“Many of the Latin American and Caribbean countries don’t qualify for any type of debt relief measure because they are considered too wealthy,” LeCompte said. “We’d like to see it extended to Ecuador, Bolivia, Grenada, Jamaica and other countries that could benefit from a debt standstill but need even more relief.”

And even what might be offered to Haiti isn’t enough, donors said, given the nation’s fragile economic state. During a recent emergency meeting of the CARICOM bloc of Caribbean countries, leaders agreed to lobby the G20 and international finance institutions for full-fledged debt write-offs and emergency funding for the rest of the Caribbean.

Also this month, the International Monetary Fund began offering below-market-rate emergency loans that might allow some countries to bolster health services or provide U.S.-style stimulus packages to keep workers employed. For many nations it’s simply piling debt on top of unsustainable debt, LeCompte said, but “it’s better than nothing.”

The looming COVID-19 economic crisis could also have deep political implications. Almost half of all workers in Latin America are part of the informal economy — living hand to mouth. For them, the lockdowns and quarantines have been devastating. Already in places like Haiti, Colombia, Venezuela and Bolivia, there have been protests — sometimes near-riots — against the measures. The uncertainty, desperation and anger are creating a toxic stew.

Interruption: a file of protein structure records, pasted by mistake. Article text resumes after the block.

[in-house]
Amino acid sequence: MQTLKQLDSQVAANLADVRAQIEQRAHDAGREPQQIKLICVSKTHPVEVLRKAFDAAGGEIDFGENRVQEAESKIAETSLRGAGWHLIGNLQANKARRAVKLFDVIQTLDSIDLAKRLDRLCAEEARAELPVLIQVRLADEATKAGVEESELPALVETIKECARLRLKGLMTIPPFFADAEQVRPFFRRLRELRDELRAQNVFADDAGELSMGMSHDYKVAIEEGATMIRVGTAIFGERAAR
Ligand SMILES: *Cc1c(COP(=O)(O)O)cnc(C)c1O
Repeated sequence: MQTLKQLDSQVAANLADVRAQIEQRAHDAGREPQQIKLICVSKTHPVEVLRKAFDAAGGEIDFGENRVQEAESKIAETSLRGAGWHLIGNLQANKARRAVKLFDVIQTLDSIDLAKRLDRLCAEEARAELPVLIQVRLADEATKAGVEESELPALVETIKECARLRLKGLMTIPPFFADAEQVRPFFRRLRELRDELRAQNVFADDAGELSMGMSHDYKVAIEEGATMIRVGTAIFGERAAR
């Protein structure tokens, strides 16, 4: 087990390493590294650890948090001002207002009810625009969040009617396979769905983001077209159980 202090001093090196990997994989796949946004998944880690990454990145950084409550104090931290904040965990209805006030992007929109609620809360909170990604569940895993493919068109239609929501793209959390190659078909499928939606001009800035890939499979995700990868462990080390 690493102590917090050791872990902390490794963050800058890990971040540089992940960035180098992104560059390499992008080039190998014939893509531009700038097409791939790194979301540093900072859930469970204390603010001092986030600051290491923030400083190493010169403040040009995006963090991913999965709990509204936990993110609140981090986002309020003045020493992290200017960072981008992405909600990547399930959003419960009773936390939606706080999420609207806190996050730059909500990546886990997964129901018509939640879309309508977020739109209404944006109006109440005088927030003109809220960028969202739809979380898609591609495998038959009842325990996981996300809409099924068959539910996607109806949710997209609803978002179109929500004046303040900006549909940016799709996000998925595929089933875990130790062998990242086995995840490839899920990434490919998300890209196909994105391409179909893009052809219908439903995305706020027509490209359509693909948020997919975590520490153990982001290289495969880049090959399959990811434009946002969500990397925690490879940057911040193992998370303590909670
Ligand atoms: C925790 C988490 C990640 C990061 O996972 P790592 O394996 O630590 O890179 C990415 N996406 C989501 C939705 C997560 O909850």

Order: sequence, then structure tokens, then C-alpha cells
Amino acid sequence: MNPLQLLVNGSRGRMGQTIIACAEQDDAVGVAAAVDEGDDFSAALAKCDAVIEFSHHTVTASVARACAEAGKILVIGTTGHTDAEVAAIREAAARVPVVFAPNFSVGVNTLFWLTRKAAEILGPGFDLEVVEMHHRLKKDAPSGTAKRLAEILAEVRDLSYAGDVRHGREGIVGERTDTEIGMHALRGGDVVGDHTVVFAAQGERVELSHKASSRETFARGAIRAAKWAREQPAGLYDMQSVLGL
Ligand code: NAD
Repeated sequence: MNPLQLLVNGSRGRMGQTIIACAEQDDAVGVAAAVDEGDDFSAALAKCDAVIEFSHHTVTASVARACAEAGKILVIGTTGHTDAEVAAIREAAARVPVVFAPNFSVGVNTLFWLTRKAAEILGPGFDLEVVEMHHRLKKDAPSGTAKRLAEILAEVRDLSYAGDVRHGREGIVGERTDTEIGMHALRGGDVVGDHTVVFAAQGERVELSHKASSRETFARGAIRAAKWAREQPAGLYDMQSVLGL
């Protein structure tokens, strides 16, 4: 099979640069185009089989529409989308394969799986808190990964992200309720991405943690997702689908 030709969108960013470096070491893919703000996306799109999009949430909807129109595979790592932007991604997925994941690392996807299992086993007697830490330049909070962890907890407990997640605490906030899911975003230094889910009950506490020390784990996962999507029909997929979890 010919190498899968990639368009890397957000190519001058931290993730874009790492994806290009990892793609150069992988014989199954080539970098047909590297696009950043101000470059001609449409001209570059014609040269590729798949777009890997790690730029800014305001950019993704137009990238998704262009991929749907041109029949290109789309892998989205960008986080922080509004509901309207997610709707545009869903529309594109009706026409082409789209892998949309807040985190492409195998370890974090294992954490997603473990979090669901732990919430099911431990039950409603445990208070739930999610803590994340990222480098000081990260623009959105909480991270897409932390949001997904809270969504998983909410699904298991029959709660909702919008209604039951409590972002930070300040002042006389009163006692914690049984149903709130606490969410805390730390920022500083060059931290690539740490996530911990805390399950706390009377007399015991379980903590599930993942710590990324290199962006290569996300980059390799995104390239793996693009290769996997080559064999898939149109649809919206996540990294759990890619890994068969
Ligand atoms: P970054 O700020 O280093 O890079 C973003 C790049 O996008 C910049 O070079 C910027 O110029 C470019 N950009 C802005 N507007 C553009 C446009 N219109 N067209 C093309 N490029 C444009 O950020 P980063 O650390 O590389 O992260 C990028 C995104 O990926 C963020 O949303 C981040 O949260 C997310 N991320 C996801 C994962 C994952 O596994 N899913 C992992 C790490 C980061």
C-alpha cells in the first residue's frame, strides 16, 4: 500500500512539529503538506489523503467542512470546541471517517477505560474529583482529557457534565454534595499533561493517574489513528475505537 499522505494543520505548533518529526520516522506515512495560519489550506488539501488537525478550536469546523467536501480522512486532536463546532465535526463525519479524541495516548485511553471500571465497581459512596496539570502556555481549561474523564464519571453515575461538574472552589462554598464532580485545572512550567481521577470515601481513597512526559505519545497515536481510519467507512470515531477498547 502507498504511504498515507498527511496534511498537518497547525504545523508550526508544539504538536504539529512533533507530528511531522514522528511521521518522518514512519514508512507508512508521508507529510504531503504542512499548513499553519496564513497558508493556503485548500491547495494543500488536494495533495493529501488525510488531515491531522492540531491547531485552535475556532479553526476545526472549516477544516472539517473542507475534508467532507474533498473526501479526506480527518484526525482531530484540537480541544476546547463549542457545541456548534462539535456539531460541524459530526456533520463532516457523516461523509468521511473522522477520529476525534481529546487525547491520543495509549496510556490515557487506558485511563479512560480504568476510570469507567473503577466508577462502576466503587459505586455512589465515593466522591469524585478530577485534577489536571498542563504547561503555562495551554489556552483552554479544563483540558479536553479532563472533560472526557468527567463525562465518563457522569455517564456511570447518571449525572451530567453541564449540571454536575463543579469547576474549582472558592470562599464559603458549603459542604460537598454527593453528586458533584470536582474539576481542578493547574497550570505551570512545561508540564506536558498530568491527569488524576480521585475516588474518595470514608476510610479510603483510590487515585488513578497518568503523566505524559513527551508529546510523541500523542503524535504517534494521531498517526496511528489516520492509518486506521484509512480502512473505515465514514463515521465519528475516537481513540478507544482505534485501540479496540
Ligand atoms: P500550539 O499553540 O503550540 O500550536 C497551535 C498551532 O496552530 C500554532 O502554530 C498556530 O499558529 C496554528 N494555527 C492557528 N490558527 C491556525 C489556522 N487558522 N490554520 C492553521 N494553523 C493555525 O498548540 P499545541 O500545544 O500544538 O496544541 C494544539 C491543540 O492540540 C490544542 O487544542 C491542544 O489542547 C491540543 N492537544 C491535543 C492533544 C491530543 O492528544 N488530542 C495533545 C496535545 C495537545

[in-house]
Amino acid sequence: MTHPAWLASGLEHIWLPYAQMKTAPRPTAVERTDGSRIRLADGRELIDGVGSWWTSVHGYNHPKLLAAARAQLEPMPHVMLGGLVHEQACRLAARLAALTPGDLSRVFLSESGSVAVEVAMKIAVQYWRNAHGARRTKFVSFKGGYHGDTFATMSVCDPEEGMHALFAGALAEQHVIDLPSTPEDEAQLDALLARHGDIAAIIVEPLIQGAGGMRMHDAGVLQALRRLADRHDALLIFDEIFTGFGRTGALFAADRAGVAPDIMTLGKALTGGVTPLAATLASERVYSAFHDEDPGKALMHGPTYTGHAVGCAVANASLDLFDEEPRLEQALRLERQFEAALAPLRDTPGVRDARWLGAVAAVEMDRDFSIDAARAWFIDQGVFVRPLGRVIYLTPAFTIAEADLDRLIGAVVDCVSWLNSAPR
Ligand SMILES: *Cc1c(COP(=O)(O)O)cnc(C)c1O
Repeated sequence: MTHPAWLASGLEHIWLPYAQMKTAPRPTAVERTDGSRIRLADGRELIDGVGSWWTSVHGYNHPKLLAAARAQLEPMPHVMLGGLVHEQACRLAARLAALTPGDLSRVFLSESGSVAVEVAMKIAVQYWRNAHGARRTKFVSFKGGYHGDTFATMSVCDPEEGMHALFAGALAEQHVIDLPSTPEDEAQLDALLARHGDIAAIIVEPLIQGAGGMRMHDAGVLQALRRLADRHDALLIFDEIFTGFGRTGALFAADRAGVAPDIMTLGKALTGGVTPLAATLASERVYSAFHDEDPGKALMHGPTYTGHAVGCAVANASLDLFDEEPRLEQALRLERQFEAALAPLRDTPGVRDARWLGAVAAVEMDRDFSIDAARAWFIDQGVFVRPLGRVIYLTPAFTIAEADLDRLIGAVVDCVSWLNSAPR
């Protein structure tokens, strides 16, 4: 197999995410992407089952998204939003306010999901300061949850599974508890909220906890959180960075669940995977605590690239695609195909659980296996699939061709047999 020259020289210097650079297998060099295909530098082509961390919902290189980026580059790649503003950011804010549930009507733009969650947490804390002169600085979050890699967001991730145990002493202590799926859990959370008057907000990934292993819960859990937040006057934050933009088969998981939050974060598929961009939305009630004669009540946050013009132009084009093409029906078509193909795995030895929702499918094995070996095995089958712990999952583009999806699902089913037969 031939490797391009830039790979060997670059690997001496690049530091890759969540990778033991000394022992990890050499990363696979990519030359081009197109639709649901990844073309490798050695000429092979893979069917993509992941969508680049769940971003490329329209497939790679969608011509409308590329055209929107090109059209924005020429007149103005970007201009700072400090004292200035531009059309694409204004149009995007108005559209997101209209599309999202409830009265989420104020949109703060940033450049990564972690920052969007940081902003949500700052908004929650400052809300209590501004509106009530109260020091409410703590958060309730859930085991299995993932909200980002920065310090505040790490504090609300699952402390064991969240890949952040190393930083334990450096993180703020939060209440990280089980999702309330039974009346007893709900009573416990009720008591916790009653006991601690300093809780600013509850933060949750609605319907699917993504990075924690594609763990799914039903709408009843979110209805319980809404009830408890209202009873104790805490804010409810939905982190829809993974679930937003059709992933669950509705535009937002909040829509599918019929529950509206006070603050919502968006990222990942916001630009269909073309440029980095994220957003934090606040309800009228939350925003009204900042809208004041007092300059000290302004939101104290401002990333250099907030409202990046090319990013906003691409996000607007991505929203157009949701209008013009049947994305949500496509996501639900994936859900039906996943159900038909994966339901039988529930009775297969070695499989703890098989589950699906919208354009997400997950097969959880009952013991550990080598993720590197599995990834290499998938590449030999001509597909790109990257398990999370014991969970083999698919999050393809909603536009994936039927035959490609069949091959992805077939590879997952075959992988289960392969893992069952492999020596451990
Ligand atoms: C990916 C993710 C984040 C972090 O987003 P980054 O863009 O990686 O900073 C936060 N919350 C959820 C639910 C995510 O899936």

FIU’s Haar said he fears that gangs will see their ranks swell in places where they’re already powerful like Honduras and El Salvador. “If you’re marginally employed as it is … and your country doesn’t have a social safety net, what’s going to happen?” he asked.

In other hard-hit countries, the economic malaise makes them “ripe for the pickings for a demagogue to come to power.”

To complicate matters, no one knows how long the economic crisis will last.

Luis Fernando Nieto is the general manager of Don Eusebio Flowers outside of Bogotá, Colombia, which usually produces about 50 million stems a year — 95 percent destined for export.

His company started feeling the effects of COVID-19 early this year as buyers in China, Japan and Korea got hit by the virus. Things only got worse as the COVID-19 crisis moved west.

“In Europe, business has died completely — Spain, Germany, Holland, Italy — [buying] in those countries shut down almost 100 percent,” he said. “And now, for the last two weeks, we’re feeling the whiplash from the United States.”

Production is at about 30 to 40 percent of normal, and the company has had to reduce hours for its employees. Nieto said Colombian flower farmers were hopeful that the Asian markets might recover soon, but have been alarmed by news of fresh coronavirus outbreaks in China and Japan.

“The situation is incredibly complicated — and I don’t think we’re going to see a rapid recovery,” he said. “We’re selling a product that’s not necessary for survival, we’re not like bread, milk or meat.”

Even if the world rushes out a vaccine or effective treatment against COVID-19, consumers are likely to be spooked for some time, Haar said. And that will be particularly true for Latin America.

“People are not going to just forget about this and go out and spend,” he predicted. “I don’t see a spark and a quick recovery — I see a slow crawl out of this.”